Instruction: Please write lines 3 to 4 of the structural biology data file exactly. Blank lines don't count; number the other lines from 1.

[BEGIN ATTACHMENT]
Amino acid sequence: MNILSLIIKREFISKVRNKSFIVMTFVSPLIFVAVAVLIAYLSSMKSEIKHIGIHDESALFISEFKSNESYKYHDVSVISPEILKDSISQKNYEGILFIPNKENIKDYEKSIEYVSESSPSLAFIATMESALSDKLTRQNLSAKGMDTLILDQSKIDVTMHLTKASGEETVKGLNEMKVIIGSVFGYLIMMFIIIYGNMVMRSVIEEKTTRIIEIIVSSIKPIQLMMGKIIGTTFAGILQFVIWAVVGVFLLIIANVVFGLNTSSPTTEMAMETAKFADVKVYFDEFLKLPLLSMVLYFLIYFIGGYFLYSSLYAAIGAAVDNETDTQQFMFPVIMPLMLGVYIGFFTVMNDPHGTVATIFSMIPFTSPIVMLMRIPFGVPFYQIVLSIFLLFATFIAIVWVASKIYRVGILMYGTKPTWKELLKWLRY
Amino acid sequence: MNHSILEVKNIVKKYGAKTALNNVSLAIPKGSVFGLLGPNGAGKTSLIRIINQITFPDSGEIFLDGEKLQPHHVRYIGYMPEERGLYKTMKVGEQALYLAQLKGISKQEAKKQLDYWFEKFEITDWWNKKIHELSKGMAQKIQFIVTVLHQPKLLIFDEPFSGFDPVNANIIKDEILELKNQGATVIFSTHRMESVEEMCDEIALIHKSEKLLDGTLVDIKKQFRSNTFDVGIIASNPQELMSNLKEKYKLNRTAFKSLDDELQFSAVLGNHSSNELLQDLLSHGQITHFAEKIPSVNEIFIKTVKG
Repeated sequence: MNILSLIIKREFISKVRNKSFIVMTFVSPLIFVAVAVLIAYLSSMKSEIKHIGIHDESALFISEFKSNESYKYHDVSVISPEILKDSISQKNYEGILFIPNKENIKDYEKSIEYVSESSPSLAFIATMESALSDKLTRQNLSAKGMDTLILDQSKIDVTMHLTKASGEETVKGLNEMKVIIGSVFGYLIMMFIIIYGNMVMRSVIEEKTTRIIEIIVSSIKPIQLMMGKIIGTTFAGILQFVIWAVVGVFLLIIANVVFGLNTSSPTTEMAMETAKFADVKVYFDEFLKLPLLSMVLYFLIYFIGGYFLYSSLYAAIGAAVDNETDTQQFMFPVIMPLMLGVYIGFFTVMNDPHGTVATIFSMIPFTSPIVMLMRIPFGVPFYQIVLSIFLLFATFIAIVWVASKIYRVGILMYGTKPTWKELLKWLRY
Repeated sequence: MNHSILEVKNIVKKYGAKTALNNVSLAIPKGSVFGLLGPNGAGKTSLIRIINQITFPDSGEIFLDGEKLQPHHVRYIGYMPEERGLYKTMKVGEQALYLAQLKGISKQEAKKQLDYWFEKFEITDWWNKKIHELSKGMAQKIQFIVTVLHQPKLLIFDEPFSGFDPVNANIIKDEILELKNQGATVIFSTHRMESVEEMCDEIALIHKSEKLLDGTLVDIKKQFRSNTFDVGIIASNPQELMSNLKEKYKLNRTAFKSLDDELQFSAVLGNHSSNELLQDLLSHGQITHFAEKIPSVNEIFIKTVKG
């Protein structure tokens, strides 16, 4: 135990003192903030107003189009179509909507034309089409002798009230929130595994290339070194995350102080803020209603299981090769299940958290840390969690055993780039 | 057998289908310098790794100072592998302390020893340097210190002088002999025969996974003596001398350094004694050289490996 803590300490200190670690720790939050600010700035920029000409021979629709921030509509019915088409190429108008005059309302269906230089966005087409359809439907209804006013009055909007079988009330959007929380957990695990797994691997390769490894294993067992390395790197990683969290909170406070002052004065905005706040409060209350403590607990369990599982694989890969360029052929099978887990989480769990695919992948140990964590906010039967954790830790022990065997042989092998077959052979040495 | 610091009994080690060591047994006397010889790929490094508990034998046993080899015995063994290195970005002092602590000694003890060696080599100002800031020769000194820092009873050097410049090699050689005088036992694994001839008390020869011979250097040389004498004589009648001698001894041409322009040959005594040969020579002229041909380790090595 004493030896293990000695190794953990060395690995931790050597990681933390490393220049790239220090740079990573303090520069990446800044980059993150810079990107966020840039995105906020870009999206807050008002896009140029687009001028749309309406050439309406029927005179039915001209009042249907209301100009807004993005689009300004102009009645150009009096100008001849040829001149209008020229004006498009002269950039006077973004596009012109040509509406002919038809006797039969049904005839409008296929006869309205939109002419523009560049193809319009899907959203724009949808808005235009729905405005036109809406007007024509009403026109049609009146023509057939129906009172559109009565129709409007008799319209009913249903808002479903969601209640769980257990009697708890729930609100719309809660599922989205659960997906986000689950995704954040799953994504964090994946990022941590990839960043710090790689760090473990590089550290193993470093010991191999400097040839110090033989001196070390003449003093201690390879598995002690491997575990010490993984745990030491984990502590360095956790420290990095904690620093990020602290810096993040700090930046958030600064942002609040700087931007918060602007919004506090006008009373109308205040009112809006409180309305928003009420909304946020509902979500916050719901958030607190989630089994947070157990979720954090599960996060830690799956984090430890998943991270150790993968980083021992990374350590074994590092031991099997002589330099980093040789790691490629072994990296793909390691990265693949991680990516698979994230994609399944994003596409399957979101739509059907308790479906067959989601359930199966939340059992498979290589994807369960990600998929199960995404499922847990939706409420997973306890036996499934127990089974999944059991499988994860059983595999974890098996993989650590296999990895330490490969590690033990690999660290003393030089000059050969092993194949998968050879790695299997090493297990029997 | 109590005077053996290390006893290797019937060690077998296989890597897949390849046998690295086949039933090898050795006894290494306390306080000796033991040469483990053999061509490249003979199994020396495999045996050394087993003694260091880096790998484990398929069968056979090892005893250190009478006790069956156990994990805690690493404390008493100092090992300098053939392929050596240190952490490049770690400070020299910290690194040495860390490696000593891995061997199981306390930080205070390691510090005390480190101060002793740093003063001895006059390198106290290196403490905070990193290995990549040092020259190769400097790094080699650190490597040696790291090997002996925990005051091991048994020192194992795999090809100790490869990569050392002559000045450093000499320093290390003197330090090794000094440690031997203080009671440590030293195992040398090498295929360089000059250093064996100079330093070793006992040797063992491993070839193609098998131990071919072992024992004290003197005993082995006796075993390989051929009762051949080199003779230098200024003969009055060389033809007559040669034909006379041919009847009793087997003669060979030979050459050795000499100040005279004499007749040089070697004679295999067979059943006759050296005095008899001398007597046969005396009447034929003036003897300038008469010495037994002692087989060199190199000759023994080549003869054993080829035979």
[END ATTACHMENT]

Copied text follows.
Repeated sequence: MNILSLIIKREFISKVRNKSFIVMTFVSPLIFVAVAVLIAYLSSMKSEIKHIGIHDESALFISEFKSNESYKYHDVSVISPEILKDSISQKNYEGILFIPNKENIKDYEKSIEYVSESSPSLAFIATMESALSDKLTRQNLSAKGMDTLILDQSKIDVTMHLTKASGEETVKGLNEMKVIIGSVFGYLIMMFIIIYGNMVMRSVIEEKTTRIIEIIVSSIKPIQLMMGKIIGTTFAGILQFVIWAVVGVFLLIIANVVFGLNTSSPTTEMAMETAKFADVKVYFDEFLKLPLLSMVLYFLIYFIGGYFLYSSLYAAIGAAVDNETDTQQFMFPVIMPLMLGVYIGFFTVMNDPHGTVATIFSMIPFTSPIVMLMRIPFGVPFYQIVLSIFLLFATFIAIVWVASKIYRVGILMYGTKPTWKELLKWLRY
Repeated sequence: MNHSILEVKNIVKKYGAKTALNNVSLAIPKGSVFGLLGPNGAGKTSLIRIINQITFPDSGEIFLDGEKLQPHHVRYIGYMPEERGLYKTMKVGEQALYLAQLKGISKQEAKKQLDYWFEKFEITDWWNKKIHELSKGMAQKIQFIVTVLHQPKLLIFDEPFSGFDPVNANIIKDEILELKNQGATVIFSTHRMESVEEMCDEIALIHKSEKLLDGTLVDIKKQFRSNTFDVGIIASNPQELMSNLKEKYKLNRTAFKSLDDELQFSAVLGNHSSNELLQDLLSHGQITHFAEKIPSVNEIFIKTVKG